“Until now, the community based approach has been relatively unknown in the FRC. On the other hand, we knew that in developing countries these ideas and methodologies have been widely used. Samson’s expertise is therefore invaluable to us.”


Turning the concept upside-down

The Finnish Red Cross has been active in development cooperation with its sister National Societies in developing countries since the 1960s. In the late 1980s, the concept of sending youth delegates from Finland to work in developing countries was introduced in FRC and modelled on similar programmes being carried out in the Swedish Red Cross. Notably, Finnish youth have worked in Ethiopia and Romania.

The idea of “From needs to action” grew directly out of experiences of youth delegate programmes. FRC youth felt strongly that it was time to invite a development delegate from the south to Finland. There had been much talk about development being a two-way street, but nothing concrete had come of it. They decided to do something about it.

The Ugandan youth delegate’s project in Finland is part of a wider cooperation among the youth in both National Societies. Among other things, this cooperation will include regular local level contacts and youth delegate exchanges. According to Helena Korhonen, the extended cooperation will hopefully begin as soon as negotiations with the Ugandan Red Cross are completed.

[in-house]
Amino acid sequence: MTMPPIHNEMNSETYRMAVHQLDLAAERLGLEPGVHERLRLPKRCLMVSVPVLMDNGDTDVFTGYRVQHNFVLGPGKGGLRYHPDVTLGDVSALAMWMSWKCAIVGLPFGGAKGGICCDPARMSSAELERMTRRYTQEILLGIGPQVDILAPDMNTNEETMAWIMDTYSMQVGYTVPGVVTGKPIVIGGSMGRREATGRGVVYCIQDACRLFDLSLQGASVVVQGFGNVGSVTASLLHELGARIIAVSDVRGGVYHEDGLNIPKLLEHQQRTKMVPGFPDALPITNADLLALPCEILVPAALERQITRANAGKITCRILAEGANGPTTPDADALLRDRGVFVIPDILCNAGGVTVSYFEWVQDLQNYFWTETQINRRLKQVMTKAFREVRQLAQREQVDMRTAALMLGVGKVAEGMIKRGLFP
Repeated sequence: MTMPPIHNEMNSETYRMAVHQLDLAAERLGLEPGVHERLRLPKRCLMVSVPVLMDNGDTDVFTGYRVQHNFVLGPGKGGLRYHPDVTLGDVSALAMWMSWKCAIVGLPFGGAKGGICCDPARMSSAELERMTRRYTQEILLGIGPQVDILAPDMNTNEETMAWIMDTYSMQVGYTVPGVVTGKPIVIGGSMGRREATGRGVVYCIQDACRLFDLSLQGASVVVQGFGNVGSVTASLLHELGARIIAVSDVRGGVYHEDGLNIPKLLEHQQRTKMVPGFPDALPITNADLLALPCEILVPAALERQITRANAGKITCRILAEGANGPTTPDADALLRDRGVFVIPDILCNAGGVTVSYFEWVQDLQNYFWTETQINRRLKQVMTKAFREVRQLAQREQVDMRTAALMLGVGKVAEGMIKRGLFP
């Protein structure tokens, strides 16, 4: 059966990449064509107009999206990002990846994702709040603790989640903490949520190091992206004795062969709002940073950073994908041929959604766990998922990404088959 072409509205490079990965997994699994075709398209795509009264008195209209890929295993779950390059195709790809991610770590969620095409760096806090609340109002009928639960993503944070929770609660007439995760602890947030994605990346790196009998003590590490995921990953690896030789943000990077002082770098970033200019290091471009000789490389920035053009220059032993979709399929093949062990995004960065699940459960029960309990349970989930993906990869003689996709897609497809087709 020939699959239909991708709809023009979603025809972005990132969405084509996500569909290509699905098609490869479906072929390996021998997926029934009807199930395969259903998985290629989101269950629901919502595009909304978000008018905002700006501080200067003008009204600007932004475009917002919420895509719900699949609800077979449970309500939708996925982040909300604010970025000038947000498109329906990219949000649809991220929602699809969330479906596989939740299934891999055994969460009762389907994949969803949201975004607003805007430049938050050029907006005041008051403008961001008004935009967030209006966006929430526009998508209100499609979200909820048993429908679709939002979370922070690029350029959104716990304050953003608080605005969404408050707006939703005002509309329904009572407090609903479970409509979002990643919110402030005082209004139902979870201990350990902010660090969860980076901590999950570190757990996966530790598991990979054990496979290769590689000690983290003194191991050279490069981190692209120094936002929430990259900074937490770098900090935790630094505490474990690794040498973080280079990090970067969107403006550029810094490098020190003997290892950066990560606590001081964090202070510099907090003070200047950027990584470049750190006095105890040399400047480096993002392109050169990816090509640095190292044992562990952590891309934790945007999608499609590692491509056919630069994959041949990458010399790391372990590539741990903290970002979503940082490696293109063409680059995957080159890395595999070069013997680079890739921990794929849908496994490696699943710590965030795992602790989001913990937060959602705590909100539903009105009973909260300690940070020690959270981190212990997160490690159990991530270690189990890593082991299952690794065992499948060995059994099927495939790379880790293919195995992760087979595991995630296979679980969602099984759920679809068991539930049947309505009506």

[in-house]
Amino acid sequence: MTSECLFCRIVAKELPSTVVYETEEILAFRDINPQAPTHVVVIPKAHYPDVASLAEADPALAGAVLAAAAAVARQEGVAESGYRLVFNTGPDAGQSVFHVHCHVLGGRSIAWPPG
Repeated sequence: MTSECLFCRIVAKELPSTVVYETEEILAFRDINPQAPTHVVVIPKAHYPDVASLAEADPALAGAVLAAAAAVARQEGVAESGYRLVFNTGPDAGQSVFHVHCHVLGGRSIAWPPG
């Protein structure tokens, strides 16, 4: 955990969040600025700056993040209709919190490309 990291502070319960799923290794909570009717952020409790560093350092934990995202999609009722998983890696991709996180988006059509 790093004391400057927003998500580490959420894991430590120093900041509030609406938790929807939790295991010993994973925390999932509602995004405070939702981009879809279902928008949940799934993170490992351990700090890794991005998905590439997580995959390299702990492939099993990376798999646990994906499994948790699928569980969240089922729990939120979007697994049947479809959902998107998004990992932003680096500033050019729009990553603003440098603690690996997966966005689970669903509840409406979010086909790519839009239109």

Costs of the project, including travel, allowances, accommodation and operational expenses, were covered by Folke Bernadotte Foundation. This foundation is funding the international youth activities of some Finnish NGOs.



Early results

The pilot phase of the project has already proven that its approach is sound and effective. A mid-term evaluation gave the project good marks both in supporting local youth activities and in promoting international understanding. According to the evaluation, the project has grown into an activity run by youth on their own terms and its structure leaves plenty of room for creativity.

“There is a new wind blowing among the youth,” Hemberg says. “Samson’s personal input has been strong and we are very pleased with his work.”

Naturally, the project has not been without its share of setbacks, many of them familiar to anyone who has been involved with development cooperation. Planning was not sufficient or clear enough and getting the project started took time. Interestingly enough, these are often the same difficulties experienced when development delegates from the north head south. Apparently, the location of the host country doesn’t have much of a bearing on the matter.

“The beginning was a little difficult,” Samson says. “The substance of my work was not clearly defined and nobody really seemed to know what should be done in the districts. The people who actually worked with me had not been involved enough in the planning from the beginning.”

In spite of the slow start, the FRC is very proud of the work Barrigye Samson is doing. “This project provides us with the opportunity of learning a different way of thinking and a different culture which promotes international cooperation and understanding,” Helena Korhonen, Director of FRC International Department, says. “The Red Cross being a worldwide Movement gives us enormous strength and unlimited opportunities. We can learn from each other and, obviously, it is not at all true that we in the north are supposed to be the teachers. At the Finnish Red Cross, we can happily attest to the contrary.”

Satu Santala
Satu Santala works for the Ministry of Foreign Affairs in Helsinki and is a Finnish Red Cross volunteer.